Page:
All of the characters in both books are 3 dimensional. None of the characters are flat or unformed. This world, with all its magic and class distinctions, is very believable because the characters and their reactions to the events are so real. Tarnished City takes the politics and action from Gilded Cage and turns it up several notches on the scale. It leaves the reader breathless and ready for book number three.
Book Review - While the City Slept: A Love Lost to Violence and a Young Man's Descent Into Madness by Eli Sanders
While the City Slept is a disturbing and compelling read. It kept me turning pages long after I should have gone to sleep. Mr. Sanders weaves the story of two women and one man together with such skill that the inevitable collusion still creates tension. For anyone who questions whether or not there is parity in mental health care in this country; anyone who wonders if tragedies could not sometimes be avoided; anyone who thinks preventative care for mental health is unnecessary - this book is a must read. It is also a book that will stay with you and hopefully move you to action. Write letters to your representatives, support charities that work with mental health and help those who need help fight to get it.
This was amazing. The ebb and flow of the life, both good and terrible, of the hospital itself is well done. The pages with Mr. Lobotomy were shocking (I had read about him elsewhere). But what ultimately got me was the cemeteries. All the sudden there they were. And I could not get over the numbers of souls in them. If I ever have occasion to be up in the MA area, I plan to stop by with flowers for those forgotten souls. Thank you so much for documenting this important historical place and time.
City of Endless Night
by Douglas Preston; Lincoln Child
Grand Central Publishing
General Fiction (Adult)
Pub Date 16 Jan 2018
I first met Agent Pendergast when I read Relic, the first book in the series. Douglas Preston and Lincoln Child wrote books that I could not wait to get my hands on. I read the first eleven books as soon as I could get my hands on them. The next six books came and went without me getting to them for a variety of reasons. That being said, when City of Endless Night was offered by Netgalley, I choose to read it. Being the eighteenth book in the series, I hoped that the six books I had missed would not be an issue.
The characters I last saw seven book ago were familiar and I comfortably connected with them again. I did find I had missed some important plot developments and will make time to go back and read those six book. It did not derail my enjoyment of City of Endless Night. Like all the Pendergast books, this is a thriller. It has a mystery at its core but also high levels of suspense.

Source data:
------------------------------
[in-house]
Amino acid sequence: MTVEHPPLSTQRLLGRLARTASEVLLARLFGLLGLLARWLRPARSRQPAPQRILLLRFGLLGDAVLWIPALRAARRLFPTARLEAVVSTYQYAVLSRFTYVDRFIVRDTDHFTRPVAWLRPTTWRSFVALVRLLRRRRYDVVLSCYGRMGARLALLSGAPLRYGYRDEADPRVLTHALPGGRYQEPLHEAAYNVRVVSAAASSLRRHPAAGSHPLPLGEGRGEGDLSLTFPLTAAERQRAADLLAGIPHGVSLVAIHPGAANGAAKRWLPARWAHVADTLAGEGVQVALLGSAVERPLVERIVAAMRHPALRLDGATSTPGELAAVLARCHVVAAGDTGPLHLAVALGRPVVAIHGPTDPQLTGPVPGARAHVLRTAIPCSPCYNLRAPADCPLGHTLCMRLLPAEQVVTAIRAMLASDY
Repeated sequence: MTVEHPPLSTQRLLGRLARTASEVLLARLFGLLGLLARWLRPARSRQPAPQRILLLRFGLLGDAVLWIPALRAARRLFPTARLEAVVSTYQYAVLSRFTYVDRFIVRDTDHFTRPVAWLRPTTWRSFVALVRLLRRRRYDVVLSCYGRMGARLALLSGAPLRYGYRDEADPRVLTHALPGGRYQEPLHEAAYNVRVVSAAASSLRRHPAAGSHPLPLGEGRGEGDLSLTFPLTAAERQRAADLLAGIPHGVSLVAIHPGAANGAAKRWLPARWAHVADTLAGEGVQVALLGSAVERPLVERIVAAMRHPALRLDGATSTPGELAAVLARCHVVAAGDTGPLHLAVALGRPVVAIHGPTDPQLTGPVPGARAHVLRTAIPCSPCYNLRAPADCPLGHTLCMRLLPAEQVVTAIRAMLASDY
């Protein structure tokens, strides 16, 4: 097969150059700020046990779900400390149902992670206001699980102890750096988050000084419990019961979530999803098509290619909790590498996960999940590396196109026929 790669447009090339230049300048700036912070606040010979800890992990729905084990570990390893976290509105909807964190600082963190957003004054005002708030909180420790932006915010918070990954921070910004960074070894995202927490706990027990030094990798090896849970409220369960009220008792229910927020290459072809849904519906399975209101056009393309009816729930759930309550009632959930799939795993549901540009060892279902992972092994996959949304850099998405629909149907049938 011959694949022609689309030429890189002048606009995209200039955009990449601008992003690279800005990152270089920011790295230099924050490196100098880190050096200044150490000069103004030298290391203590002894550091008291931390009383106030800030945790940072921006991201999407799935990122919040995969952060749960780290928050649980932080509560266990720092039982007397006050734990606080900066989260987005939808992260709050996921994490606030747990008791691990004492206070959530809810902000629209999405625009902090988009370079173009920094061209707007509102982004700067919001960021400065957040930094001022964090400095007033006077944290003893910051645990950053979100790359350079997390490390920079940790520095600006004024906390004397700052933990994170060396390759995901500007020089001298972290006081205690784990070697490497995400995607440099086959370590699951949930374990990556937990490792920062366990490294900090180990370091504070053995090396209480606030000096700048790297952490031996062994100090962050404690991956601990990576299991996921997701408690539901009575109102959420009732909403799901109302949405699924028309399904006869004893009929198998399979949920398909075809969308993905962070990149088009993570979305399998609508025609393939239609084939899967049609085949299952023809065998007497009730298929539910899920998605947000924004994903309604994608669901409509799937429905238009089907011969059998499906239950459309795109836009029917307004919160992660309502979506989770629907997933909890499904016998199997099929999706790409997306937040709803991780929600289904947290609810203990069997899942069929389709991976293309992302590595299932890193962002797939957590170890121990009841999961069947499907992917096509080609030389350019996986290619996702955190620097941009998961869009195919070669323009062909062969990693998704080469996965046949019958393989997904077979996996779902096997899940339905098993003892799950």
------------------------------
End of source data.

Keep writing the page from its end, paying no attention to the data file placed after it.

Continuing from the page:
Back in New York, where many of the books are set, a murder occurs that interest Agent Pendergast. A billionaire’s estranged daughter is brutally murdered and her head is missing. Lieutenant D’Agosta is ambivalent about working with Pendergast who seems off his game, possibly due to personal losses. Then another murder happens, another seemingly impossible crime and the head is missing. As the headless bodies pile up, Pendergast and D’Agosta work individually and inefficiently to solve the crimes. Then it all comes together in an active, tense conclusion.
City of Endless Night was not my favorite book in the series but it also was not my least favorite. The first four books are my absolute favorites. I do not know that I could recommend jumping into the series with this book. If possible I would start at the beginning or at least at book three. Fans of the series will not be disappointed.
Widow's Point is a wonderful haunted house story but with a twist. The haunted house is a lighthouse. So as is the case with most lighthouses, it is isolated and at the edge of a cliff at the mercy of the sea. The atmosphere is the book was just incredible. As a reader, I could hear every creak, see the shifting of the shadows and know without a doubt I would never, ever visit it.